Excess commuting: Towards estimating the cost of restricting "wasteful" travel

All authors:
Del Mistro, R.
Host organisation: CoE Cape Town, South Africa
Publication year: 2010
Published in:
Research theme: Environment and Climate Change, Policy and Planning
peak oil, excess commuting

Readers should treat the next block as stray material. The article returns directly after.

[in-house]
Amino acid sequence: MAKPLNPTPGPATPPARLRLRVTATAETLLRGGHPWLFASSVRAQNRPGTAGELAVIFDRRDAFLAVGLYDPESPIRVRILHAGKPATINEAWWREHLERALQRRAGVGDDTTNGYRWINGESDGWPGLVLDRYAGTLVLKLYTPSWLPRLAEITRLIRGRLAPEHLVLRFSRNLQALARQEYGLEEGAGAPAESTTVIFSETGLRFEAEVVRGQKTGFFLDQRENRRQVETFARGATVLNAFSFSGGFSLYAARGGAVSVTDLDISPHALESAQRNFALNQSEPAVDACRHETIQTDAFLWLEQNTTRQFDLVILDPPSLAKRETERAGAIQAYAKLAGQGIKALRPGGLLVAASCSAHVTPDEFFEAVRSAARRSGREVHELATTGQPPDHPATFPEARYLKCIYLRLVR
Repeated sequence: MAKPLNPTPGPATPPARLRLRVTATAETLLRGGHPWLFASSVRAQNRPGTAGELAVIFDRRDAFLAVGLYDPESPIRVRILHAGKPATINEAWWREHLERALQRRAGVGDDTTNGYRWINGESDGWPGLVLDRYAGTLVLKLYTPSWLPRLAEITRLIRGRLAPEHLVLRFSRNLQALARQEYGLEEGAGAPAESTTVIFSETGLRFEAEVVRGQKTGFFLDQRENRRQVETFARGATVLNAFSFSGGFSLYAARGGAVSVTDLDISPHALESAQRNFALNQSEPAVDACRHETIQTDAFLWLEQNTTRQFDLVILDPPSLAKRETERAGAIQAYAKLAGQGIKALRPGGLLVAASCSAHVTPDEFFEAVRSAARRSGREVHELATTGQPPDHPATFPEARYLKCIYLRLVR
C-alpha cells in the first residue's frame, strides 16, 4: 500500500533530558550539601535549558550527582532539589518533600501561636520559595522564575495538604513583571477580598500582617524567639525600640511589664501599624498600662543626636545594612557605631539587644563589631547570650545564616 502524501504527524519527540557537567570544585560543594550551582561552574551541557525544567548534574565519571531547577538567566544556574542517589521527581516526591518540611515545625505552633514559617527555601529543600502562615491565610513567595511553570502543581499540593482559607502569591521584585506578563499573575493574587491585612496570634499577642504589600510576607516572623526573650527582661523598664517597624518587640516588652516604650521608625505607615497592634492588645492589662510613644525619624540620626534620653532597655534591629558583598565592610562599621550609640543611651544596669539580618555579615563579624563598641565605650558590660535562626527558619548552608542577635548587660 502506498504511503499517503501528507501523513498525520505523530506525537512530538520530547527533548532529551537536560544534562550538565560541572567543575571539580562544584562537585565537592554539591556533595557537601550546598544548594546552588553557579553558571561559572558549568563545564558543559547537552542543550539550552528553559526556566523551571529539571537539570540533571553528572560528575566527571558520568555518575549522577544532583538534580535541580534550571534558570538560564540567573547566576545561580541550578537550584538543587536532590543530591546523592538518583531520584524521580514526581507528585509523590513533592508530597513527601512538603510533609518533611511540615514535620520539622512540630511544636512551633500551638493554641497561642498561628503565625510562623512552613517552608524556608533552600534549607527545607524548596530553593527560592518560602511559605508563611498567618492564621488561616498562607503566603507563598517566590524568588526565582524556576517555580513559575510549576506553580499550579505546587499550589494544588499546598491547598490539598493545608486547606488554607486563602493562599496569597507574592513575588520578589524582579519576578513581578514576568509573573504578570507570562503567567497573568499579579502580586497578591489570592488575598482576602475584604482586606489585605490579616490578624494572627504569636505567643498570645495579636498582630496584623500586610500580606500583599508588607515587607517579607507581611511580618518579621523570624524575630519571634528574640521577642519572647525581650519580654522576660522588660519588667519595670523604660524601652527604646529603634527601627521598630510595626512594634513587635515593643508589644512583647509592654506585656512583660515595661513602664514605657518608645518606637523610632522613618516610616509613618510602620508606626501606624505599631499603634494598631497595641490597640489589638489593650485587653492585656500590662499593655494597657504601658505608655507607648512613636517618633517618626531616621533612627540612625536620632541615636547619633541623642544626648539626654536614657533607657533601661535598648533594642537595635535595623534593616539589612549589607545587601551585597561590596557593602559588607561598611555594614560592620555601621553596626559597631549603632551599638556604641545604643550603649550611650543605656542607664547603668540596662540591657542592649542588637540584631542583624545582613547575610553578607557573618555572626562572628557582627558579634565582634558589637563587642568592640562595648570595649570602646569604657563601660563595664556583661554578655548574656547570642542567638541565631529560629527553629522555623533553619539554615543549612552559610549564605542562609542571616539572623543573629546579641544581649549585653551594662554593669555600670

Transportation is major contributor to green house gas emissions. It is also a major consumer of energy, especially fossil fuels. Conferences such as those in Kyoto (1997/2005) and Copenhagen (2009) are aimed at multi-national pledges to reduce emissions. But underlying the proclamations, resolutions and negotiations, there appears to be an unwillingness of countries to implement potentially unpopular policies requiring their citizens to significantly change their commuting lifestyles. This is evidenced by major initiatives such as those to reduce vehicle weight, improve engine efficiency and develop alternative fuels to power motor cars. Countries seem to avoid asking why we are commuting so far using motorised transport, what would it cost if we did not / could not commute so much, and finally what interventions should they implement to reduce excess motorised commuting. There is a significant body of literature that has shown that excess commuting can be as much as 70% of current commuting. While the minimum value of commuting is a function of development density and the location of land uses to satisfy trip purposes; the value of excess commuting can only be reduced if the “friction” of distance is increased. Such an intervention will result in a reduction in the number of locations at which trip purposes can be satisfied. A reduction in choice will carry a “cost”. The topic of the “cost” of restricting the number of locations that can be reasonably chosen as trip ends is not clearly articulated in the literature. The paper is aimed at beginning a discussion on how to estimate these “costs”. The paper introduces the topic with summaries of the literature on the peak oil debate and excess commuting.
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